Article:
By Nick Anderson and Emma Brown
Washington Post Staff Writers
Saturday, August 15, 2009; B01
Forty D.C. elementary schools logged double-digit gains in pass rates on the citywide spring math exams. But 19 had double-digit losses.
In reading, 26 elementary schools gained at least 10 points in pass rates on the D.C. Comprehensive Assessment System. Nineteen lost at least that much.
Such wide year-to-year, school-to-school fluctuations, found in a Washington Post analysis of 2009 test data the city released Friday, underscore anew that reform is a challenge not only for Schools Chancellor Michelle A. Rhee and the public charter school movement. It is also a challenge for principals who are seeking to instill a culture of student achievement in many schools where it has long been missing.
In July, the District reported a significant upward trend overall on the tests for elementary schools and, more modestly, for secondary schools in the 45,000-student school system.
Those results gave a snapshot of school performance two years into Rhee's tenure as she seeks to shake up the school system through a variety of measures, including school closures and mergers and the appointment of a cadre of new principals. She is also considering changes in how teachers are hired, evaluated and paid.
Scores also rose this year at public charter schools, which operate under independent management but receive taxpayer funding and serve about 25,000 students.
Exams are given in grades 3 through 8 and once in high school to satisfy the 2002 federal No Child Left Behind law.
Friday's data release offered details on the performance of nearly 200 individual schools, crucial to helping principals and teachers learn what worked on a given campus in the past school year and what did not.
"Anytime we have a group of kids who aren't on grade level, people need to take it seriously," said State Superintendent of Education Kerri L. Briggs. "The principals who got more children proficient -- great, they absolutely should celebrate. The principals who stayed the same or fell behind -- they've got more work to do."
Forty-eight schools (35 regular and 13 charter) made adequate yearly progress on test scores and other academic measures required under the federal law, Briggs reported. The rest fell short, with many facing federally mandated interventions to improve instruction.
Rhee was in Nashville for a conference and was unavailable for comment.
Among secondary schools, 15 had double-digit gains in pass rates in math, and 16 had such gains in reading, the Post analysis found. A handful had double-digit declines. Experts cautioned that major drops and gains could be attributed to such factors as school consolidations, changes in the student population and rules for testing special education students.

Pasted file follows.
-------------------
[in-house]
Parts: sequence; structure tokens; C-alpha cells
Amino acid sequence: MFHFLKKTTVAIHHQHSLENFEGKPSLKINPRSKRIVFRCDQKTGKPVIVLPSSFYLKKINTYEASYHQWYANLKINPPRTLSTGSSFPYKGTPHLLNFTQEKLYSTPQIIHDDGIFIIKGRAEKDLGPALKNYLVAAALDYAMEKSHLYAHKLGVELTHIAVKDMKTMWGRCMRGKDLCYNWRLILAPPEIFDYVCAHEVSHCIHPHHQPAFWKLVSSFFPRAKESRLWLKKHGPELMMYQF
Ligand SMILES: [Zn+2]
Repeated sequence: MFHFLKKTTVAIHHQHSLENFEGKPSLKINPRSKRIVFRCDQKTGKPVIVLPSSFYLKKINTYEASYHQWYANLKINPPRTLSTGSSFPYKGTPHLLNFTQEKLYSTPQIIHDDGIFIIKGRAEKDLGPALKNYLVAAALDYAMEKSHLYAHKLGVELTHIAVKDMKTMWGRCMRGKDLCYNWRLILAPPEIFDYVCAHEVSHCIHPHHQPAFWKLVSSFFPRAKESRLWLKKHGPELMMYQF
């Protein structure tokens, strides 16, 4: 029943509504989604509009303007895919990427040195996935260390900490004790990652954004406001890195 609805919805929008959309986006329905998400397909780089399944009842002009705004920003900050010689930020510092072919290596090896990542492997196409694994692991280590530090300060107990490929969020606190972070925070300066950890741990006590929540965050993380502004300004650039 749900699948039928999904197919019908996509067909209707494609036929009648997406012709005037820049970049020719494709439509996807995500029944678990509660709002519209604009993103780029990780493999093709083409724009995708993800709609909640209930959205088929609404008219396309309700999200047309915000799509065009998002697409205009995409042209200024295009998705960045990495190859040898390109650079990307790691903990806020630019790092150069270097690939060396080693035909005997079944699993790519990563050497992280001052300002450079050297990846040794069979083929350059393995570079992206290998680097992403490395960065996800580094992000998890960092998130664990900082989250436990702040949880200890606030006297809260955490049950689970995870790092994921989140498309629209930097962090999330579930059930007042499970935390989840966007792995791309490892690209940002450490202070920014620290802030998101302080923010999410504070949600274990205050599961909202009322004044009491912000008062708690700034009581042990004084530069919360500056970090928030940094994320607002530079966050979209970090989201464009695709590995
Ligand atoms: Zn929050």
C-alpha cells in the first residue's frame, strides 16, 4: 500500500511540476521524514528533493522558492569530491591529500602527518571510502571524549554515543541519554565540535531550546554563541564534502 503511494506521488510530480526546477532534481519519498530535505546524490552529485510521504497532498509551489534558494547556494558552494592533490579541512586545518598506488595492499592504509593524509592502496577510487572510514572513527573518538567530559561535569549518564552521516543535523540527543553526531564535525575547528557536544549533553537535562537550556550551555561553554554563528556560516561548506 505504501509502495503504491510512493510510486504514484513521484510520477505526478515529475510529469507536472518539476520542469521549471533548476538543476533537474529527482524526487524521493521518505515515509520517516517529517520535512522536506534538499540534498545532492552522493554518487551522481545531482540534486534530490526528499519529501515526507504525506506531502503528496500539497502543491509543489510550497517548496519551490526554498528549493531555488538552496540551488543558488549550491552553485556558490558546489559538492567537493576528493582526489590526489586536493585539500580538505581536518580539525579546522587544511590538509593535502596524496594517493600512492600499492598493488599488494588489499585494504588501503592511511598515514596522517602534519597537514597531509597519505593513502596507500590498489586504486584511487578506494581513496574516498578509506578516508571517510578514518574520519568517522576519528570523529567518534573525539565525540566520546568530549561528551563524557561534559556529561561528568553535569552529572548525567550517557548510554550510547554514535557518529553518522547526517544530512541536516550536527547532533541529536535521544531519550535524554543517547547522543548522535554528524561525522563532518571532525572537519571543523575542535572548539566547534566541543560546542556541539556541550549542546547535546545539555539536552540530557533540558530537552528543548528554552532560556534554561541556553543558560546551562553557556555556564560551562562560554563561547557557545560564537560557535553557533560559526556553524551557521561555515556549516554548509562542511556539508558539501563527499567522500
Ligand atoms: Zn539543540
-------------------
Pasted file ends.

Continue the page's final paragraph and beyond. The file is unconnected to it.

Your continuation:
"Every educator knows that from year to year you can have swings," said Michael Casserly, executive director of the Council of the Great City Schools, based in the District. "The cohorts are often different. Every teacher knows that one class is not the same one year as the next. But given all the reforms that have gone on in D.C., and the speed of them, and the number of schools that were closed, it's perfectly plausible that you'd have swings in scores that you wouldn't otherwise have."
Some schools are showing steady progress.
At Reed Learning Center, an elementary school in Northwest Washington, pass rates have climbed to 69 percent in reading (up from 48 percent in 2007) and 74 percent in math (up from 30 percent in 2007). Principal Dayo Akinsheye attributed the math gains to the school's use of Japanese lesson study, a collaborative professional development process developed in Japan that teachers use to examine and improve their practice.
At D.C. Preparatory Academy's Edgewood Middle School campus in Northeast, reading and math scores also showed steady growth. Since 2006, reading pass rates at the charter school have risen 23 percentage points, to 65 percent; in math, 70 percent of students are now proficient, up 27 points.
Emily Lawson, the school's founder and chief executive, said the gains have been made as teachers have streamlined curriculum and interventions.
In addition, she said, teachers used a new tool this year: Every eight to 10 weeks, students took tests developed by the Achievement Network, a Boston-based nonprofit organization, to determine which standards they had mastered and which they had not. Teachers used the results to tailor their lessons to students' needs, Lawson said.